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Experts of the Committee on the Elimination of Discrimination against Women Commend Belgium on Tremendous Progress made in Legislation, Ask about Gender-Based Violence and Women in Decision-Making Positions

Meeting Summaries

 

The Committee on the Elimination of Discrimination against Women today considered the eighth periodic report of Belgium, with Committee Experts commending the State on tremendous progress made in policies and legislation, and asking about specific plans to combat gender-based violence, and what was being done to increase the number of women in decision-making positions.

A Committee Expert said tremendous progress had been made in Belgium’s policies and legislation, in particular the ratification of instruments on domestic workers, as well as the ratification of the Istanbul Convention.

One Committee Expert asked how coherence in the policies pertaining to violence against women would be ensured? Some cases of child marriage and female genital mutilation continued to go under reported; how would legislation against harmful practices be reinforced? What help was available for victims? How would the State ensure the implementation of the obligation for the protection of women and girls against gender-based violence over the next three years?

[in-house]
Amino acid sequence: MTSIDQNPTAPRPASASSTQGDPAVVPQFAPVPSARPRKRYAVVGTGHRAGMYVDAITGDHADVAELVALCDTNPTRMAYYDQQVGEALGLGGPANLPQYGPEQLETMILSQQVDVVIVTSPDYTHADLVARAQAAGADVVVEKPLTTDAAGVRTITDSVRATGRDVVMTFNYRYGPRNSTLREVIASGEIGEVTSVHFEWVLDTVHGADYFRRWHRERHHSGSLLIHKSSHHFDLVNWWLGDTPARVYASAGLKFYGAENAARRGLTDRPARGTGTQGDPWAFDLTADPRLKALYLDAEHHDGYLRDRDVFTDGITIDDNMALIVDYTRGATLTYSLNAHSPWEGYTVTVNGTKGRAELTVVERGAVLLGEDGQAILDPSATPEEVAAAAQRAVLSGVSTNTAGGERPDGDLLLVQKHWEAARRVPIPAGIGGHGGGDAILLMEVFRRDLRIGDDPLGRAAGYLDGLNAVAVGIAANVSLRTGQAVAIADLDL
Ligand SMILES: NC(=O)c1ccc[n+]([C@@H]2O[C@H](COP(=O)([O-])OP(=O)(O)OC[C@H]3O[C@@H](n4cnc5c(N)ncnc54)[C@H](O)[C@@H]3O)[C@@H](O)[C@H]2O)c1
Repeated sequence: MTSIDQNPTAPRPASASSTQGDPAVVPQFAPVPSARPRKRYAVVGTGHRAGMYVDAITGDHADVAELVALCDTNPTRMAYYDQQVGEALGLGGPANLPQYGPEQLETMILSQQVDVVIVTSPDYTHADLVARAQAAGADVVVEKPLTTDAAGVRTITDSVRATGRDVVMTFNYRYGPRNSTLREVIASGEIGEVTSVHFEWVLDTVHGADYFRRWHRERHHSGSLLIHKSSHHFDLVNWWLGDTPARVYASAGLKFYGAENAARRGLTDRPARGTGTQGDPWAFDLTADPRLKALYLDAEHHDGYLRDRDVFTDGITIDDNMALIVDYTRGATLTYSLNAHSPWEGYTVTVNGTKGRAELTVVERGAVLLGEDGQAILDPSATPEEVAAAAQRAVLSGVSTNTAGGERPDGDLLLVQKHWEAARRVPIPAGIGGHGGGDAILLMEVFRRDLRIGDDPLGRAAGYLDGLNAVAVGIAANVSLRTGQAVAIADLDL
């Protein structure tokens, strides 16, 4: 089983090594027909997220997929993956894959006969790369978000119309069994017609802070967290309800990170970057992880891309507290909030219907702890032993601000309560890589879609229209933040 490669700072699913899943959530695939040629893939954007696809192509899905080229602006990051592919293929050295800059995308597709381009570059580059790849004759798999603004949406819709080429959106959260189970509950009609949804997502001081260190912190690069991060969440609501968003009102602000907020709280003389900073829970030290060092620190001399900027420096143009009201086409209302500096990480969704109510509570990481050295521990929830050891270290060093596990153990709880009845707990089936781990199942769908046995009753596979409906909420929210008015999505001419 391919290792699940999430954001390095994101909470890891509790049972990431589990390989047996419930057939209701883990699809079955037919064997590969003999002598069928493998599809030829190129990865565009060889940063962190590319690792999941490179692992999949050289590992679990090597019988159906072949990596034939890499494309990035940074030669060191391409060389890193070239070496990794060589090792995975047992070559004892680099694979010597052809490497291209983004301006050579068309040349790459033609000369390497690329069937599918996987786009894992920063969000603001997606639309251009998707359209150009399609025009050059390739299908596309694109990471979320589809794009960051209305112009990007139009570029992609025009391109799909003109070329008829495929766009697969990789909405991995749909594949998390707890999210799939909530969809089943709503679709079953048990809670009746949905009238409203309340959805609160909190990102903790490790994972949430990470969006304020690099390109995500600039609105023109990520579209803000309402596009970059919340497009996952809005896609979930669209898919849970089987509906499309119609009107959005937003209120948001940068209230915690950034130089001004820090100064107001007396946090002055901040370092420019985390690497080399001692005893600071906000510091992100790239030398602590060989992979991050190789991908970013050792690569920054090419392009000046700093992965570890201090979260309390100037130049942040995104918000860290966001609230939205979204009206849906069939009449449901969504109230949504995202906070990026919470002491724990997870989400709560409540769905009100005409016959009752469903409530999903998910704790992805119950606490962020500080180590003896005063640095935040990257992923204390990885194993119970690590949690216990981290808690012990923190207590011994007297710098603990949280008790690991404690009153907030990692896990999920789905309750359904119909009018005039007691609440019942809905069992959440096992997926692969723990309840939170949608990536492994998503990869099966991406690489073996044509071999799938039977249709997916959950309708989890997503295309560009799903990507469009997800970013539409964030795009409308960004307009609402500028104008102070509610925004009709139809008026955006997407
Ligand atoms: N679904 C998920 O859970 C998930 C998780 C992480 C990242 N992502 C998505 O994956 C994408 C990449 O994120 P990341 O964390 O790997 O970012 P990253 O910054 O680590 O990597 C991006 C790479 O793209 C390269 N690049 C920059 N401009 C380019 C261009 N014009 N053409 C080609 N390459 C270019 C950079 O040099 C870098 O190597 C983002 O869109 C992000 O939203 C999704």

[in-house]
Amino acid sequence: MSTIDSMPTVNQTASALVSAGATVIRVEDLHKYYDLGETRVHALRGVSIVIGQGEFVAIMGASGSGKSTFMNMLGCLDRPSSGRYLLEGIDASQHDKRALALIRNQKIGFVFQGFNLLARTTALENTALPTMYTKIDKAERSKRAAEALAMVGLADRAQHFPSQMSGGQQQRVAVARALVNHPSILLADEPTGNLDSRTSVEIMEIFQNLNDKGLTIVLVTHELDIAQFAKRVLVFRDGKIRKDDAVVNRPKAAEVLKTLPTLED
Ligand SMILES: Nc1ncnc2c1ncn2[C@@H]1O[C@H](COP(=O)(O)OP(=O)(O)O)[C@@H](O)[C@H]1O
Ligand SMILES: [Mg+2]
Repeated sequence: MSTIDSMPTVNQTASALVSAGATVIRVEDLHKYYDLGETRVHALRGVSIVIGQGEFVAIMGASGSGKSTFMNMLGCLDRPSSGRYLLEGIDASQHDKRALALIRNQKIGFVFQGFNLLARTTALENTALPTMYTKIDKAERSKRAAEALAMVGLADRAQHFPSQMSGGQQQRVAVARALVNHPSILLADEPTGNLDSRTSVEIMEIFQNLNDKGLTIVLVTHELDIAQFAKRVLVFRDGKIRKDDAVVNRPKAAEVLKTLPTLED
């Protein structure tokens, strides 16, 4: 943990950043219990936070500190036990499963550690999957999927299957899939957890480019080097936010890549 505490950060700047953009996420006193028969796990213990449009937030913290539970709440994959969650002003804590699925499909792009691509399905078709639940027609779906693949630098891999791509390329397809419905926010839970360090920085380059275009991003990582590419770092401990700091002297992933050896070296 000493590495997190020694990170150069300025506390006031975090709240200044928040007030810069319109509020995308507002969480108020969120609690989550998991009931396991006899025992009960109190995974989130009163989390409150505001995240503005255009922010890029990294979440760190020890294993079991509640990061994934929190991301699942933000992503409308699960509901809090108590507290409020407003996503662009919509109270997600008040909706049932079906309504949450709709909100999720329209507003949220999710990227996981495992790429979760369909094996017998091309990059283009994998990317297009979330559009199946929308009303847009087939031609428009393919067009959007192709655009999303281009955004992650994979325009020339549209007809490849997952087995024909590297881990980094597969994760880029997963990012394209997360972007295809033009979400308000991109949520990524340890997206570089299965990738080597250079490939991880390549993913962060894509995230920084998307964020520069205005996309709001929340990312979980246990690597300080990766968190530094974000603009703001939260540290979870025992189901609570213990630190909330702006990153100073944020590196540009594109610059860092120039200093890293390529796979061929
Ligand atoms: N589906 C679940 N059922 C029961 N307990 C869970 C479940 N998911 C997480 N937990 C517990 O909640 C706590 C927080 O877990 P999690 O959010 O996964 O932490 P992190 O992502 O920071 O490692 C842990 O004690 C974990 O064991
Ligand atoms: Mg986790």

A Committee Expert asked about measures taken to increase the number of women in decision-making positions, particularly in diplomatic positions, and within the peace, security, and development agenda and in the armed forces? What steps were being taken to increase the employment level of women with disabilities? Had the State considered introducing quotas to ensure equal levels of women in elected assemblies, particularly women with disabilities?

The delegation said several initiatives had been taken to combat violence against women, including female genital mutilation, forced marriage, and honour violence. Five groups were financed in 2021 for a five-year period. One was tasked with combatting female genital mutilation, another with sexual violence, the third focused on forced marriage and honour violence, while the fourth and fifth groups targeted primary protection against domestic violence and domestic violence against women and children, respectively.